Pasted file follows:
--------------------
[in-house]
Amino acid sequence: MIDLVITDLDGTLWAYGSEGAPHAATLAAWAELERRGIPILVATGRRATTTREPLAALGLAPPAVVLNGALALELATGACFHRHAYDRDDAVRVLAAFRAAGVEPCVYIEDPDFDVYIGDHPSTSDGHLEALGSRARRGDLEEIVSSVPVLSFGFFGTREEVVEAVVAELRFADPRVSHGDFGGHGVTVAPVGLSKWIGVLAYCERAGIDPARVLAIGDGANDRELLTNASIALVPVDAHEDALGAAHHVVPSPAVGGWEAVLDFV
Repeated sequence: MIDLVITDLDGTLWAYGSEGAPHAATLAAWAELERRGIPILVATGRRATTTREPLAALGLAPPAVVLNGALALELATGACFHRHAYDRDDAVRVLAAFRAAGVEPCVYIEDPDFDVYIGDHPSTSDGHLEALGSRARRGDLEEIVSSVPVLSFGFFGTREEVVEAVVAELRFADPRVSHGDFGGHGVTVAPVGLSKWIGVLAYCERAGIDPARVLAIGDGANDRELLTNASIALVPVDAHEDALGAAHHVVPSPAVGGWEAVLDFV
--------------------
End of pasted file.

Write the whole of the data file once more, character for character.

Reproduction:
[in-house]
Amino acid sequence: MIDLVITDLDGTLWAYGSEGAPHAATLAAWAELERRGIPILVATGRRATTTREPLAALGLAPPAVVLNGALALELATGACFHRHAYDRDDAVRVLAAFRAAGVEPCVYIEDPDFDVYIGDHPSTSDGHLEALGSRARRGDLEEIVSSVPVLSFGFFGTREEVVEAVVAELRFADPRVSHGDFGGHGVTVAPVGLSKWIGVLAYCERAGIDPARVLAIGDGANDRELLTNASIALVPVDAHEDALGAAHHVVPSPAVGGWEAVLDFV
Repeated sequence: MIDLVITDLDGTLWAYGSEGAPHAATLAAWAELERRGIPILVATGRRATTTREPLAALGLAPPAVVLNGALALELATGACFHRHAYDRDDAVRVLAAFRAAGVEPCVYIEDPDFDVYIGDHPSTSDGHLEALGSRARRGDLEEIVSSVPVLSFGFFGTREEVVEAVVAELRFADPRVSHGDFGGHGVTVAPVGLSKWIGVLAYCERAGIDPARVLAIGDGANDRELLTNASIALVPVDAHEDALGAAHHVVPSPAVGGWEAVLDFV